Exploring dose–response relationships of antidepressant treatments: Efficacy and tolerability considerations

Nausea, constipation, diarrhea, dry mouth, headache, dizziness, nervousness, agitation, insomnia, fatigue, sweating, asthenia, tremors, anorexia, increased appetite, weight gain, and male sexual dysfunction—these are some of the adverse events that patients with major depressive disorder may encounter with varying intensities upon treatment with antidepressant agents.1 Since these adverse events may have a dramatic influence on the patient’s condition and treatment adherence and cannot be dismissed, adverse events’ profile of antidepressants is now regarded as one of the main determinants of treatment course and future therapy adjustments, as patients often need dose escalation as a result of initial suboptimal response.


Both efficacy and tolerability are equally important considerations for optimal dose determination and a successful disease management plan.

Major depressive disorder (MDD) patients are constantly subjected to a wide range of adverse events (AEs) associated with common antidepressants,1 along with the need to optimize the medication dose in case of possible suboptimal response to therapy, which may precipitate more pronounced AEs and in turn may lead to patient non-adherence and treatment discontinuation.2 This calls for management strategies that ensure balance between efficacy and tolerability of a chosen dose.


This balance can be achieved by determining the relationship between the dose and both of response and AEs for the antidepressant in question. Dose escalation after initial suboptimal response to some SSRIs and serotonin and norepinephrine reuptake inhibitors (SNRIs) also showed no significant improvement compared to continuation of initial dose.3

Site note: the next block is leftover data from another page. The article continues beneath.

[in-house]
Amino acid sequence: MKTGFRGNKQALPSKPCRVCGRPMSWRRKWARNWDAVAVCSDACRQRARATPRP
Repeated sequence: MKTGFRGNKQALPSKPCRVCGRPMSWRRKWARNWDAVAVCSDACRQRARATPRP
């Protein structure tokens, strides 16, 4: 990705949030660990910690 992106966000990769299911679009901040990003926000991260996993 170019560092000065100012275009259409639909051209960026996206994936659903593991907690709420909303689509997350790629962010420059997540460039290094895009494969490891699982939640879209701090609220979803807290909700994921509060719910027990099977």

Multimodal antidepressant, on the other hand, at high doses (20 mg/day), has a tolerability profile comparable to its lower doses (10 mg/day).4 It also shows a dose-related increase in target occupancy, which corresponds to potential efficacy benefit upon dose escalation after suboptimal initial response.5 This was particularly clear upon comparing the beneficiary outcomes of 20 mg/day versus lower doses and placebo, where the former demonstrated a pronounced improvement in depression symptoms after 8 weeks of treatment,4 in addition to improvement in patient functioning.6 The tolerability of dose escalation of multimodal antidepressant prompted its implementation in 94% of patients after only one week of being on the 10 mg/day dose. This was reported in an open-label study determining its effect on reducing symptoms of both depression and anxiety in patients with severe MDD comorbid with severe generalized anxiety disorder. Reported AEs were all of low and moderate intensity, with nausea being most commonly reported AE (21%).7 No clinically relevant difference was observed in the AEs reported by patients whose dose was increased to 20 mg/day, compared to those who stayed on the 10 mg/day dose.7


1.        Kennedy SH, Lam RW, McIntyre RS, et al. Canadian Network for Mood and Anxiety Treatments (CANMAT) 2016 clinical guidelines for the management of adults with major depressive disorder: Section 3. Pharmacological Treatments. Can J Psychiatry. 2016;61(9):540-560. doi:10.1177/0706743716659417

2.        Masand PS. Tolerability and adherence issues in antidepressant therapy. Clin Ther. 2003;25(8):2289-2304. doi:10.1016/S0149-2918(03)80220-5

3.        Dold M, Bartova L, Rupprecht R, Kasper S. Dose Escalation of Antidepressants in Unipolar Depression: A Meta-Analysis of Double-Blind, Randomized Controlled Trials. Psychother Psychosom. 2017;86(5):283-291. doi:10.1159/000477770

4.        Christensen MC, McIntyre RS, Florea I, Loft H, Fagiolini A. Vortioxetine 20 mg/day in patients with major depressive disorder: updated analysis of efficacy, safety, and optimal timing of dose adjustment. CNS Spectr. Published online 2021:1-8. doi:10.1017/s1092852921000936

5.        Sanchez C, Asin KE, Artigas F. Vortioxetine, a novel antidepressant with multimodal activity: Review of preclinical and clinical data. Pharmacol Ther. 2015;145:43-57. doi:10.1016/j.pharmthera.2014.07.001

6.        Florea I, Loft H, Danchenko N, et al. The effect of vortioxetine on overall patient functioning in patients with major depressive disorder. Brain Behav. 2017;7(3):1-13. doi:10.1002/brb3.622

7.        Christensen MC, Schmidt S, Grande I. Effectiveness of vortioxetine in patients with major depressive disorder comorbid with generalized anxiety disorder: Results of the RECONNECT study. J Psychopharmacol. 2022;36(5):566-577. doi:10.1177/02698811221090627